7 Easy Ways to Live a Zero Waste Lifestyle [LIST]

Play your part in learning how to reduce waste and consumption in your everyday life.


Green house made of grass

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Imagine going through your daily life and not throwing out a single piece of trash. Does that even seem possible? We have become accustomed to using plastic bags to carry our groceries, buying products that are fully packaged and performing the daily ritual of throwing out the junk mail that fills our mailboxes. All of that waste has a significant effect, with an average person in the U.S. creating enough trash to fill 63,000 garbage trucks a day. We are happy to break down this seemingly new zero waste trend for you, and present seven easy ways that eliminating waste can be implemented into your daily life.


Bring several canvas totes with you to transport your groceries home, instead of using plastic bags. Canvas totes can be washed and reused, and they’re also a lot sturdier for heavy loads.
INSIDER’S TIP: Plastic bags found freely at grocery stores are on their way to being phased out. Many states and countries are in the process of passing legislation to remove them from stores or place a tax on their use.

A close up of a canvas tote for grocery food shopping

(Jeff Baumgart / Shutterstock.com)


Leftover food scraps don’t need to be added to the trash bin, they can be easily composted indoors. Composting organic materials prevents them from going to the landfill, and using them in your garden minimizes the need for water, fertilizers and pesticides.
INSIDER’S TIP: Get started with some easy composting options from an indoor compost bin to an outdoor composting area to properly dispose of food scraps.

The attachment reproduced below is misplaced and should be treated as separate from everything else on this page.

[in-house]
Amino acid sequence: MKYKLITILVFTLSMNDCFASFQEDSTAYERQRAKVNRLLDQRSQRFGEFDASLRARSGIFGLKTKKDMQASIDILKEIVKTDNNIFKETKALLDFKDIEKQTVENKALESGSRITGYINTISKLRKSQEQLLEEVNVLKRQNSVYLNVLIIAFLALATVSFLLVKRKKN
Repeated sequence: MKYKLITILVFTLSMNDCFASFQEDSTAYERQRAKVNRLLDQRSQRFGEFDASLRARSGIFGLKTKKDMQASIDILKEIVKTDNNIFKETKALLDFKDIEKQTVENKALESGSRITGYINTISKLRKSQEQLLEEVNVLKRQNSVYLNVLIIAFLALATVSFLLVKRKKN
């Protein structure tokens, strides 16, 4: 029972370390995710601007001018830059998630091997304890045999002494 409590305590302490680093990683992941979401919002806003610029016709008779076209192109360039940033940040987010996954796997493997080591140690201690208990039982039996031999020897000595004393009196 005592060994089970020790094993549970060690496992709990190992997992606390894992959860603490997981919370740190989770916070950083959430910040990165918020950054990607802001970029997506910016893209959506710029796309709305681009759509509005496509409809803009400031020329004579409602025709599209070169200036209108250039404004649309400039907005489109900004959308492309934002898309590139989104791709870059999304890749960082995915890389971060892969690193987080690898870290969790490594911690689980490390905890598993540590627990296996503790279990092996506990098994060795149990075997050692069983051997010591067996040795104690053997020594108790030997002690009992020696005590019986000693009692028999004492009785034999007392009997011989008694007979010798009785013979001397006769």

outdoor compost

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Make it a point to go to your local farmer’s market to buy fresh food and goods. It’s a win-win situation - you both support independent businesses, and reduce your environmental impact by purchasing foods that are in season and grown close by.
INSIDER’S TIP: Most farmer’s markets accept old egg cartons and berry baskets that they later reuse to transport their food. Here are some suggestions of fresh food initiatives that might be active in your area.

The Jean-Talon Market in Montreal, Canada

(Songquan Deng / Shutterstock.com)


Skip the paper towels and use washable rags to clean up any spills.
INSIDER’S TIP: Upcycle your old clothes and towels by converting them into soft reusable rags to use around the house.

Cleaning up a liquid spill on a kitchen counter

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Get your house sparkling clean without using store bought cleaning products that are full of chemicals and come in bulky packaging.
INSIDER’S TIP: Consult this list of 5 DIY cleaning products that are au naturel, and easy to make.

Mom and daughter having fun cleaning the house

(Yuganov Konstantin / Shutterstock.com)


Textiles are one of the least recycled materials with a whopping 10.5 million tons of clothes being sent to landfills. When was the last time you saw what was in your closet? Go through your wardrobe to see what you still wear, what can be donated and what may be turned into reusable cleaning rags. If you are still in need of some new threads, browse local second hand clothing shops to see what you can find.
INSIDER’S TIP: Sometimes a piece of clothing is missing a button or has a small hole which makes it unwearable. Teach yourself the basics of sewing and make it a point to mend old clothes before you discard them.

Closet full of clothes on different colored hangers

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